“Photography is truth. The cinema is truth 24 times per second.”Jean Luc Godard

It is doubtless that the power of cinema, the youngest of all arts, is not exploited to the fullest. Though many masters of the medium continuously strive to provide a whole new look and feel to the seventh art, it still has a lot of unexplored content. I present here, ten of the very many films that had successfully utilized the power of cinematic expression and redefined cinema in their respective periods.

2001: A Space Odyssey: “Open the pod bay doors, HAL”– A line that has been etched in cinema history. Stanley Kubrick’s magnum opus provides a new interpretation to the classic man versus machine theme. Co-scripted with Arthur C. Clarke, the film’s amazing use of sound and time line has class written all over. With HAL’s cold yet human voice and the stunning “dawn of man” opening sequence, the film is definitely in the top ten movies ever made.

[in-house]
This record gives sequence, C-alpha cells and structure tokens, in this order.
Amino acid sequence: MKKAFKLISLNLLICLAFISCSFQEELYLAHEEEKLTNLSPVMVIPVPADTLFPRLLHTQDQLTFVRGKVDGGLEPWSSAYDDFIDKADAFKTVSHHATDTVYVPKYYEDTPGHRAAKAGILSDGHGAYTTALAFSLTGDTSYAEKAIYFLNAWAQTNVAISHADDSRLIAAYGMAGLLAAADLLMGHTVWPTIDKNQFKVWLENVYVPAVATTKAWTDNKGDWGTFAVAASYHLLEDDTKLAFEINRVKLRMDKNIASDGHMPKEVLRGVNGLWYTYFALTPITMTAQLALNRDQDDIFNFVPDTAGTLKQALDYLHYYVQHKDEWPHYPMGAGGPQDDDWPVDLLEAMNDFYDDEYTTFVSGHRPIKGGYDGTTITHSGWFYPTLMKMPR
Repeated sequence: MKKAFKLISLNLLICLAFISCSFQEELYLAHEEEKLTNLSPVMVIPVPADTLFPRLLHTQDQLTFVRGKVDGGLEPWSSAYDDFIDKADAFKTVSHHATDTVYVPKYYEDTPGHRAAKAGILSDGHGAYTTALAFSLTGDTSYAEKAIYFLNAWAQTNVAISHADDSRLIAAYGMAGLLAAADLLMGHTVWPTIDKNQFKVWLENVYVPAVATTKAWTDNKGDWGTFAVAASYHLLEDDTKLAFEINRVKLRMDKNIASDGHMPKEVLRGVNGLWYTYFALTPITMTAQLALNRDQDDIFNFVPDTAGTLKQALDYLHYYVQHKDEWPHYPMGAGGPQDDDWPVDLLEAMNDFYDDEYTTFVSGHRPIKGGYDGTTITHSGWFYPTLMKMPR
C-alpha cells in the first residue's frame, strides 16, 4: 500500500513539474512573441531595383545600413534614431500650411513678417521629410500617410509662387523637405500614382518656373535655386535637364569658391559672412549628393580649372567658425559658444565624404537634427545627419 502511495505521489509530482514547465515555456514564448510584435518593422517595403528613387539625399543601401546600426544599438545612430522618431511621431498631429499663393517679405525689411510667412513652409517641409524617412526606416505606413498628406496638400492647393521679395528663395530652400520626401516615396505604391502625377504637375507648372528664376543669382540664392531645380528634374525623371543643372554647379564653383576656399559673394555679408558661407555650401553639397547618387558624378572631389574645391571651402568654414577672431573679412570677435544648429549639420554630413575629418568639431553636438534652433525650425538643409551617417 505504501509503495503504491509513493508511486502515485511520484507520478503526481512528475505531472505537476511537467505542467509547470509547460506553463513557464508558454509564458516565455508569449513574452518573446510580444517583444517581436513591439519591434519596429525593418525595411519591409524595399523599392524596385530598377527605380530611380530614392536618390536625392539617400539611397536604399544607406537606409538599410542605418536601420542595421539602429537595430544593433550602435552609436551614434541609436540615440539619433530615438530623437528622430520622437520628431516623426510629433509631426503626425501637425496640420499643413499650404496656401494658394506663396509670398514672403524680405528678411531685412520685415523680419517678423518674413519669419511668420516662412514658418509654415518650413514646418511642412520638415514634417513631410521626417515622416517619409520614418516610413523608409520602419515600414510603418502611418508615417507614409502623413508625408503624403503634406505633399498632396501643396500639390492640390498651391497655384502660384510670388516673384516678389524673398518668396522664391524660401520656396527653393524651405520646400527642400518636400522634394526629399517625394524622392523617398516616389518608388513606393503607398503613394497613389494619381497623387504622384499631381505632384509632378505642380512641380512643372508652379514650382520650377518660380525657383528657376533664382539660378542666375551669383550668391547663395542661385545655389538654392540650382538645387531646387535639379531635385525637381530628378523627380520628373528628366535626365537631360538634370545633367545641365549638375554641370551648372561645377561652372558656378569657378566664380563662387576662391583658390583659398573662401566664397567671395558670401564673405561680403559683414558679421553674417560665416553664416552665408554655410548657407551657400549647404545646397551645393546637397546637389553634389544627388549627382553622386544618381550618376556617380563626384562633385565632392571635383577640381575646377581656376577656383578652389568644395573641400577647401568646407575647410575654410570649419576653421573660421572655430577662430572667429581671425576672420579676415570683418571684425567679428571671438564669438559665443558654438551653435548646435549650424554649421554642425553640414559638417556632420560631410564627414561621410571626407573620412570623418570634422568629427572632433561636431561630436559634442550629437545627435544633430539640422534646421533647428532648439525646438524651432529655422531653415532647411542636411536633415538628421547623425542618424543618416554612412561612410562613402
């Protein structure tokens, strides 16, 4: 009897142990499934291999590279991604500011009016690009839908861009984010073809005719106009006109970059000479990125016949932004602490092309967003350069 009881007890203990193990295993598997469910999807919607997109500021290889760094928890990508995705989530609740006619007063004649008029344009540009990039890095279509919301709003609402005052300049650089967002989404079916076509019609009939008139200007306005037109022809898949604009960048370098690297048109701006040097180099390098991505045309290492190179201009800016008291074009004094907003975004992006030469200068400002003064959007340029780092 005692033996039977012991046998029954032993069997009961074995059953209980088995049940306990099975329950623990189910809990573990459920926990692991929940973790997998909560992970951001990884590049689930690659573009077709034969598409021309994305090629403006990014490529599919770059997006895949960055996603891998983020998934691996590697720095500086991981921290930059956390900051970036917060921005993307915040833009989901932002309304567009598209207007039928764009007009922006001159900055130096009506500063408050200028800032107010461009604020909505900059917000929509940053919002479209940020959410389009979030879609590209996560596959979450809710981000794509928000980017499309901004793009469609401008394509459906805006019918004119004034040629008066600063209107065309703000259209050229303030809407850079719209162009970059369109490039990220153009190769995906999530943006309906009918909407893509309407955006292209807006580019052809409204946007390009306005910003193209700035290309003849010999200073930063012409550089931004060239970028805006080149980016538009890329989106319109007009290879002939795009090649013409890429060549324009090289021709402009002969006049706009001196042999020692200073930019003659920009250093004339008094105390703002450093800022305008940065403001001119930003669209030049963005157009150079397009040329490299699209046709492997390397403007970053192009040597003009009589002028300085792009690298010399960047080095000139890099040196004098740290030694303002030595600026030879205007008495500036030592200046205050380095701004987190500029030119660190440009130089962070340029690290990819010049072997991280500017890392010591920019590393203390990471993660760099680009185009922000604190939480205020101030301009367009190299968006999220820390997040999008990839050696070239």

Apocalypse Now: Adapted from Joseph Conrad’s novella “Heart Of Darkness”, this Coppola classic is not only the journey of a disturbed man into the bowels of a war-torn nation but also into the darkness of his own mind. Classic portrayal of effects of war and the discovery of evil within oneself. The graded natural lighting throughout the film coupled with the short-but-chilling performance of Marlon Brando as Colonel Kurtz is the best combination you can ask for.

Jurassic Park: Special Effects – The latest boon given to cinema. Though used now to tasteless extents, the movie that made it big and neat is this Steven Spielberg fantasy. Oozing with the “Magic of the big screen”, it is just scintillating to see the big creatures roam about and live in the big screen. Spielberg’s unquenchable thirst for science fiction succeeds big time when his ideas meet the tools.

Koyaanisqatsi: Godfrey Reggio’s tradition-defying “movie” is a seemingly unconnected set of images powered by great music (Philip Glass). But there is definitely more to it than meets the eye. Unlimited number of plausible interpretations make this a brand new movie no matter how many times you watch it. This gem in interactive cinema requires the viewer to think and draw conclusions- a very rare thing indeed.

Rashomon: Perhaps the most influential Asian film, Kurosawa’s Rashomon was the prime reason for the inclusion of a best foreign film category in the Oscars. Endlessly imitated for its breakthrough screenplay and simplicity, the film has been remade and plagiarized many times over. Thoroughly exploiting the features of cinematic medium, Rashomon remains an object of amazement for filmmakers and film buffs around the world.